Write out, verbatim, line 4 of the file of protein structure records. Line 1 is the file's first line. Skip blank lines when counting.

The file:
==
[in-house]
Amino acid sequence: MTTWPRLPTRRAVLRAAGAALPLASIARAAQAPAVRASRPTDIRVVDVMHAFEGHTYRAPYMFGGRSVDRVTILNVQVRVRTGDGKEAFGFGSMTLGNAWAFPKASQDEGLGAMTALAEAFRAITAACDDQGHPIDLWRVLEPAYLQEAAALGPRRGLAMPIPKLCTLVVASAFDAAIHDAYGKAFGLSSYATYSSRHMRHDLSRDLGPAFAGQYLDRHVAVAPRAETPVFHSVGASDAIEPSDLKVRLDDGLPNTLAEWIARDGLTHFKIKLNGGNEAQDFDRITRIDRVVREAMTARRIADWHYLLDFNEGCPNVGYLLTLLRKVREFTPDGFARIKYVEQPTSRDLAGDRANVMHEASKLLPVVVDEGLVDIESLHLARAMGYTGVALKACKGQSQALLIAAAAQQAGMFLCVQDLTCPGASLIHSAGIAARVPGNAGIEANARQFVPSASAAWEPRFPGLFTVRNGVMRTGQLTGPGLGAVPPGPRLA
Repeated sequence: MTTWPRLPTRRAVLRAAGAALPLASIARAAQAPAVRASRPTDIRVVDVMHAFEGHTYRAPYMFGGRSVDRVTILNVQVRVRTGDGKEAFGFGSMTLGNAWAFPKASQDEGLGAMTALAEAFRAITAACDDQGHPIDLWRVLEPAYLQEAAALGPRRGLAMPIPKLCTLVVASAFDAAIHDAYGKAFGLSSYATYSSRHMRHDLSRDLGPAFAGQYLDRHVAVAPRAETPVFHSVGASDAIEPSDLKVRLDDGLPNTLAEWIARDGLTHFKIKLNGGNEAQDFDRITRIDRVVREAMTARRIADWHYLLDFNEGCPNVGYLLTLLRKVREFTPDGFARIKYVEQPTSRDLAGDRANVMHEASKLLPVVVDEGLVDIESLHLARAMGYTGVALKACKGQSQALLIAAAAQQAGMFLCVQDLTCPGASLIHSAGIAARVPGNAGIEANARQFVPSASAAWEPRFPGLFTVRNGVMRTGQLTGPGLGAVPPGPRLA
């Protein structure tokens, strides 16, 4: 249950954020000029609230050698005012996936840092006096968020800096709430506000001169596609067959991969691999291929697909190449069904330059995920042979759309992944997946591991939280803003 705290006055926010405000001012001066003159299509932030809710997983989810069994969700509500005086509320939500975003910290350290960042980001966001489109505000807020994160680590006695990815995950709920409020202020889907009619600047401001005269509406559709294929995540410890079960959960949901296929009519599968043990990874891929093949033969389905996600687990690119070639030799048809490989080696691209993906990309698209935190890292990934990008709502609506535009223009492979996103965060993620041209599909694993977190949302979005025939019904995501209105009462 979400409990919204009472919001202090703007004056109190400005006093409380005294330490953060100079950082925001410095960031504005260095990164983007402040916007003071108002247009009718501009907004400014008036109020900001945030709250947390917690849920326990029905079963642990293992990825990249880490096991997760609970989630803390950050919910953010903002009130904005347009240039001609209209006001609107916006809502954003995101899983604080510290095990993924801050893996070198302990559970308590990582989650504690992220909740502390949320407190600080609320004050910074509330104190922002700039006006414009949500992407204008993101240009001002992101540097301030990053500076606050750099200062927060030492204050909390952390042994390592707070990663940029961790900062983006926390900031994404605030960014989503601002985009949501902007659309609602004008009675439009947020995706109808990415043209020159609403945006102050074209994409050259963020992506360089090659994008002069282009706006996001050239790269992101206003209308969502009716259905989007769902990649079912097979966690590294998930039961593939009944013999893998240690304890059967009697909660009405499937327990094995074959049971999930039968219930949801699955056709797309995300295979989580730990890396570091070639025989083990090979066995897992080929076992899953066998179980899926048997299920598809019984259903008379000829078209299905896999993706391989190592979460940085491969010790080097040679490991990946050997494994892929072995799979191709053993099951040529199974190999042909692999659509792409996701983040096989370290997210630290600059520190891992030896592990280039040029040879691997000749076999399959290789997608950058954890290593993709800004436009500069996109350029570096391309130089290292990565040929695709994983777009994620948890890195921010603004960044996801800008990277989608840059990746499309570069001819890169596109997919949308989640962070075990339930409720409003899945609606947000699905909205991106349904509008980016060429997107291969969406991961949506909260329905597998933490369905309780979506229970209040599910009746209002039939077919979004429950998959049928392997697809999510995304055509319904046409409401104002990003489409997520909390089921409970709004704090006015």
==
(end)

């Protein structure tokens, strides 16, 4: 249950954020000029609230050698005012996936840092006096968020800096709430506000001169596609067959991969691999291929697909190449069904330059995920042979759309992944997946591991939280803003 705290006055926010405000001012001066003159299509932030809710997983989810069994969700509500005086509320939500975003910290350290960042980001966001489109505000807020994160680590006695990815995950709920409020202020889907009619600047401001005269509406559709294929995540410890079960959960949901296929009519599968043990990874891929093949033969389905996600687990690119070639030799048809490989080696691209993906990309698209935190890292990934990008709502609506535009223009492979996103965060993620041209599909694993977190949302979005025939019904995501209105009462 979400409990919204009472919001202090703007004056109190400005006093409380005294330490953060100079950082925001410095960031504005260095990164983007402040916007003071108002247009009718501009907004400014008036109020900001945030709250947390917690849920326990029905079963642990293992990825990249880490096991997760609970989630803390950050919910953010903002009130904005347009240039001609209209006001609107916006809502954003995101899983604080510290095990993924801050893996070198302990559970308590990582989650504690992220909740502390949320407190600080609320004050910074509330104190922002700039006006414009949500992407204008993101240009001002992101540097301030990053500076606050750099200062927060030492204050909390952390042994390592707070990663940029961790900062983006926390900031994404605030960014989503601002985009949501902007659309609602004008009675439009947020995706109808990415043209020159609403945006102050074209994409050259963020992506360089090659994008002069282009706006996001050239790269992101206003209308969502009716259905989007769902990649079912097979966690590294998930039961593939009944013999893998240690304890059967009697909660009405499937327990094995074959049971999930039968219930949801699955056709797309995300295979989580730990890396570091070639025989083990090979066995897992080929076992899953066998179980899926048997299920598809019984259903008379000829078209299905896999993706391989190592979460940085491969010790080097040679490991990946050997494994892929072995799979191709053993099951040529199974190999042909692999659509792409996701983040096989370290997210630290600059520190891992030896592990280039040029040879691997000749076999399959290789997608950058954890290593993709800004436009500069996109350029570096391309130089290292990565040929695709994983777009994620948890890195921010603004960044996801800008990277989608840059990746499309570069001819890169596109997919949308989640962070075990339930409720409003899945609606947000699905909205991106349904509008980016060429997107291969969406991961949506909260329905597998933490369905309780979506229970209040599910009746209002039939077919979004429950998959049928392997697809999510995304055509319904046409409401104002990003489409997520909390089921409970709004704090006015």